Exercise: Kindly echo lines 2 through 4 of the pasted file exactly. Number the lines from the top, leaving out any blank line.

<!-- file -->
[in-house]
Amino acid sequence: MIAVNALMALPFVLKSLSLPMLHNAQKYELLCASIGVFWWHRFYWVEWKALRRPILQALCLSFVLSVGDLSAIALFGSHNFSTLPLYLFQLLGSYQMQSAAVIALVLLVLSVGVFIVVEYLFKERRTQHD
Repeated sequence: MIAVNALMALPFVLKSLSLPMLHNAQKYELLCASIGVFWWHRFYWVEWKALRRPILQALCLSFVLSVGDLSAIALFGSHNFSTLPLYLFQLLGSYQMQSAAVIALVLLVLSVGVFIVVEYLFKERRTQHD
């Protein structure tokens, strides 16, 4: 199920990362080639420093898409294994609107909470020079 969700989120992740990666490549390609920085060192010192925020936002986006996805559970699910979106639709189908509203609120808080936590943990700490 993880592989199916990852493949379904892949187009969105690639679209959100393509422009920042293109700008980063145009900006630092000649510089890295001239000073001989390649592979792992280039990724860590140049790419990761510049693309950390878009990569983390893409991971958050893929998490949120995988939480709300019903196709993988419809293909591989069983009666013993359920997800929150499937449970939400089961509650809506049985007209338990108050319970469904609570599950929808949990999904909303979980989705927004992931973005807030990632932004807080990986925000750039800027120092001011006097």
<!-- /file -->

Amino acid sequence: MIAVNALMALPFVLKSLSLPMLHNAQKYELLCASIGVFWWHRFYWVEWKALRRPILQALCLSFVLSVGDLSAIALFGSHNFSTLPLYLFQLLGSYQMQSAAVIALVLLVLSVGVFIVVEYLFKERRTQHD
Repeated sequence: MIAVNALMALPFVLKSLSLPMLHNAQKYELLCASIGVFWWHRFYWVEWKALRRPILQALCLSFVLSVGDLSAIALFGSHNFSTLPLYLFQLLGSYQMQSAAVIALVLLVLSVGVFIVVEYLFKERRTQHD
């Protein structure tokens, strides 16, 4: 199920990362080639420093898409294994609107909470020079 969700989120992740990666490549390609920085060192010192925020936002986006996805559970699910979106639709189908509203609120808080936590943990700490 993880592989199916990852493949379904892949187009969105690639679209959100393509422009920042293109700008980063145009900006630092000649510089890295001239000073001989390649592979792992280039990724860590140049790419990761510049693309950390878009990569983390893409991971958050893929998490949120995988939480709300019903196709993988419809293909591989069983009666013993359920997800929150499937449970939400089961509650809506049985007209338990108050319970469904609570599950929808949990999904909303979980989705927004992931973005807030990632932004807080990986925000750039800027120092001011006097």